Over in Asia you have free enterprise mass transit going on where multiple private mass transit operators compete with each other, fares are low through a fairly priced distance based fare scheme and it works perfectly fine for profit. They expand into real estate endeavors like making train stations into department stores and such they actually make over 100% farebox recovery ratios, able to run on their own without any form of government assistance.

    Public mass transit does not work. Private mass transit works. The failure of the Pacific Electric Lines was they were unable figure out how to profiting from mass transit like the Asians did. And that’s why they got bought out by National City Lines.

    Let Metro privatize. This time, don’t sell it to GM or automakers (we live in a different world today where a simple Google search can figure out who’s behind what), but sell it to private mass transit operators in Asia who already have a proven track record of operating a world class mass transit system for profit, all the while maintaining fares that are fair for everyone.

  6. Privatize Metro,

    Part of the reason why transit agencies overseas are able to achieve a >100% farebox recovery ratio is due to a unique added-value property tax proposition that essentially asks business and property owners surrounding transit stops to pay for the benefits that transit access has, in part, brought to them.

    Such an arrangement would never fly in America, as it would be likely to face hostile political opposition. So a critical part of funding that is available to overseas transit agencies is, in fact, unavailable to US agencies such as Metro.

  7. Reasonable Discourse,

    “Farebox recovery ratio” is defined as “a passenger transportation system is the fraction of operating expenses which are met by the fares paid by passengers. It is computed by dividing the system’s total fare revenue by its total operating expenses.”

    http://en.wikipedia.org/wiki/Farebox_recovery_ratio

    Overseas transit agencies being real estate developers has nothing to do with it. Those revenues are separate from the farebox recovery ratio. Farebox recovery ratio only looks at what is recovered from the farebox.

    http://www.alexblock.net/blog/?p=3356

    “Popular myth holds that MTR is only profitable due to real estate investment, but that is easily dispatched with a quick glance at a financial statement shows operating profits on transit operations (the aforementioned 186% farebox recovery ratio) as well as real state.”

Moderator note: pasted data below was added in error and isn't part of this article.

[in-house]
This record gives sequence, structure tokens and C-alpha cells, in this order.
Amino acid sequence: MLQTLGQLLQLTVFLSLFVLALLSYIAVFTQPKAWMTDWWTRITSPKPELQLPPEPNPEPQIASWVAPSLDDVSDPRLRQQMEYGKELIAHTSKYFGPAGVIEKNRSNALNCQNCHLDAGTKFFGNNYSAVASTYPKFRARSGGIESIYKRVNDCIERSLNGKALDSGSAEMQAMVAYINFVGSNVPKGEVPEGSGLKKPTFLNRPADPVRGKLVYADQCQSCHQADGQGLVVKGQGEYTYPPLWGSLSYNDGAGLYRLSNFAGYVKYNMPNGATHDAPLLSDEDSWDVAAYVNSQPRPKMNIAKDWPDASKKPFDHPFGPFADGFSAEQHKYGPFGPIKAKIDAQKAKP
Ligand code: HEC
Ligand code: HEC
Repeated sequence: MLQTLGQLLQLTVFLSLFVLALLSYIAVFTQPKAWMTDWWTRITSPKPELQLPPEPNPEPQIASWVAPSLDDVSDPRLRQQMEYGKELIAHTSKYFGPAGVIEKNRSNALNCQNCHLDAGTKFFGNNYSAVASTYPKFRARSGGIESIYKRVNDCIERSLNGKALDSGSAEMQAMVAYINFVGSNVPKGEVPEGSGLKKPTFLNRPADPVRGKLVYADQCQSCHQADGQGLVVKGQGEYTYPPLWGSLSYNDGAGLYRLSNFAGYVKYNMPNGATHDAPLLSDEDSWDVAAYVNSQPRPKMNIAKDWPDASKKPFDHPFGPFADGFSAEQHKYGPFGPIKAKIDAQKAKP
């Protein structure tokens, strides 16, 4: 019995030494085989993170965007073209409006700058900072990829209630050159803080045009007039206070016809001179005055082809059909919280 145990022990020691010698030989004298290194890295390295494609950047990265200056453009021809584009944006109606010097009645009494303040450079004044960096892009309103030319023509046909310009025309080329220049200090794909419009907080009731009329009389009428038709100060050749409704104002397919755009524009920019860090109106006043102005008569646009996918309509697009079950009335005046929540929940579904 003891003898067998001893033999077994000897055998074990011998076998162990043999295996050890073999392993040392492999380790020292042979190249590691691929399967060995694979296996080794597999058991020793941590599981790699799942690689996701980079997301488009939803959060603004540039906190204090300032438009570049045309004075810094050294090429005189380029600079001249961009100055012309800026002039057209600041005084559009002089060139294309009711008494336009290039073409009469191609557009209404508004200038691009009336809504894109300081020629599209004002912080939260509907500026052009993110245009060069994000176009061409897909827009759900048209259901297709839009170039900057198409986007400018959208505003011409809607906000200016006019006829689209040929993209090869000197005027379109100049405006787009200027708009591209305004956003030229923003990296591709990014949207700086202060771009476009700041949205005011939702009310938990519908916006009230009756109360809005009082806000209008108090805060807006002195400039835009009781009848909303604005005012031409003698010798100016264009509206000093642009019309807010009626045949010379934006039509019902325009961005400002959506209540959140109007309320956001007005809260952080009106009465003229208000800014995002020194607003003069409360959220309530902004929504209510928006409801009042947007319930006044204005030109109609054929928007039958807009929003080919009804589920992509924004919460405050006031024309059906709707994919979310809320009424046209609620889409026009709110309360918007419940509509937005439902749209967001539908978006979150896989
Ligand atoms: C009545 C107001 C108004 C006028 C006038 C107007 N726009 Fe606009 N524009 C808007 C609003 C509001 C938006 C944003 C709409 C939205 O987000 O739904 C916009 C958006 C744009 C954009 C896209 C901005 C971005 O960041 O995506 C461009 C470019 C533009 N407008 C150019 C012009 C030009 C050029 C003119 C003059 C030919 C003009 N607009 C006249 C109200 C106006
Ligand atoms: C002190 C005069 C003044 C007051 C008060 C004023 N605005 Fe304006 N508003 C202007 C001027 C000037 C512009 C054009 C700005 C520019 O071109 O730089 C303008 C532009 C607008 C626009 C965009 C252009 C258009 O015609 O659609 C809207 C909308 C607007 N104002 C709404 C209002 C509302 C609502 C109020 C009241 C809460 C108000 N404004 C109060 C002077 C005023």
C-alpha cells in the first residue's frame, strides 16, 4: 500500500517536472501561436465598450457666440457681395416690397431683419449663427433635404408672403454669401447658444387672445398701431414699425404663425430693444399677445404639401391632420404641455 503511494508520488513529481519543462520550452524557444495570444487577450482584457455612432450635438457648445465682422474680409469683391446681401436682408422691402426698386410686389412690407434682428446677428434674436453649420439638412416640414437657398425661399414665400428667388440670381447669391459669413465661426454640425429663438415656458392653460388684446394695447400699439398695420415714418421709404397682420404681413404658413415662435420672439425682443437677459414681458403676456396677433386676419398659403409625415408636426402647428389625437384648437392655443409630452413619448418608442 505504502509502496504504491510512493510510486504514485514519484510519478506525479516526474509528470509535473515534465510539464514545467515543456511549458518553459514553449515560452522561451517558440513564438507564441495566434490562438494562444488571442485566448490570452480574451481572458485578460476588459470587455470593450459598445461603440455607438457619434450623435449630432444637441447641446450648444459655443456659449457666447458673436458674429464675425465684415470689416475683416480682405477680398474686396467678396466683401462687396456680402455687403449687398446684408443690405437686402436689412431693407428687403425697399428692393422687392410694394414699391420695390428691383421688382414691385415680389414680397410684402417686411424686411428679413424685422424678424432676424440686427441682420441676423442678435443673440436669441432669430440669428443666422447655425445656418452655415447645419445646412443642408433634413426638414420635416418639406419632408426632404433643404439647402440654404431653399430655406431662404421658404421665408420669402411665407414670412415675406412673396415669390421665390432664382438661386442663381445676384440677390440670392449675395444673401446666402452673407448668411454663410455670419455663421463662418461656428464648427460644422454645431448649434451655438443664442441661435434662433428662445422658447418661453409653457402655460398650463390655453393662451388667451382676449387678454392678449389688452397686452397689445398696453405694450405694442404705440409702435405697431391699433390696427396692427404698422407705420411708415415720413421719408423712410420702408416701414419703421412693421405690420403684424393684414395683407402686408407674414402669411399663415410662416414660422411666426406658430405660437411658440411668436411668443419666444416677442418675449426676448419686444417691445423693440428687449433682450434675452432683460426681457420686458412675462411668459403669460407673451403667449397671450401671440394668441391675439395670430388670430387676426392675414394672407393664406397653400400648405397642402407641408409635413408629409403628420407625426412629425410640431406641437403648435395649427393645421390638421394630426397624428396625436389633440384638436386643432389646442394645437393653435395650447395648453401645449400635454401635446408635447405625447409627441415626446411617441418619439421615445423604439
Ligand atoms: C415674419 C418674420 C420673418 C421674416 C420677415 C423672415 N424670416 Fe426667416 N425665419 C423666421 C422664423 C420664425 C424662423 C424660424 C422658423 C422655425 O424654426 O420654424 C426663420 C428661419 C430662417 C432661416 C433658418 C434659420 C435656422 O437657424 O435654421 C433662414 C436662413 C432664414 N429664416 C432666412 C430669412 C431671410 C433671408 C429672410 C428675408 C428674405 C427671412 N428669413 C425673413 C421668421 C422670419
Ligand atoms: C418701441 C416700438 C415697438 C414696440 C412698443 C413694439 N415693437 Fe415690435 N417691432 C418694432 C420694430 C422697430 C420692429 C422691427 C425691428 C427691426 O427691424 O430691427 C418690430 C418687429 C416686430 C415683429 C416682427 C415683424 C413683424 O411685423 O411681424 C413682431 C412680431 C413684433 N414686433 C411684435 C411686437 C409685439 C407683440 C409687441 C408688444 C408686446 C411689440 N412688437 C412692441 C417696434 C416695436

http://www.mtr.com.hk/eng/investrelation/2012frpt_e/E130.pdf

  8. Reasonable Discourse,

    So let’s look at the numbers of the HKMTR investor report listed there.

    Revenue from Hong Kong transport operations for FY2012 was 14523 while their expense total for 2012 was 7829

    14523 / 7829 = 1.855 or 186% farebox recovery ratio, something that any US transit agency would drool over. That is just looking at “revenue from transit operations” alone, meaning, the revenues earned straight from the farebox only.

    The rest of the revenues earned by real estate revenues are reported separately.

    If you add up all the revenues (farebox + real estate ventures + etc), the sum of all revenues is 35739.

    35739 / 7829 = 4.56 or 456% pure profit.

    So why is Hong Kong MTR able to make profit just on an astonishing 186% farebox recovery ratio just from the farebox alone (and don’t BS me that because everyone in HK takes mass transit, the vast majority of NYC residents take public transit yet NYMTA barely recovers 50% farebox recovery ratio) plus even more revenue from real estate ventures that when totaled up, makes them earn 456% pure profit over transit operation costs?

    You want to look at how profitable private mass transit works all the while keeping fares low for everybody through distance fares, Hong Kong is a great example of it working.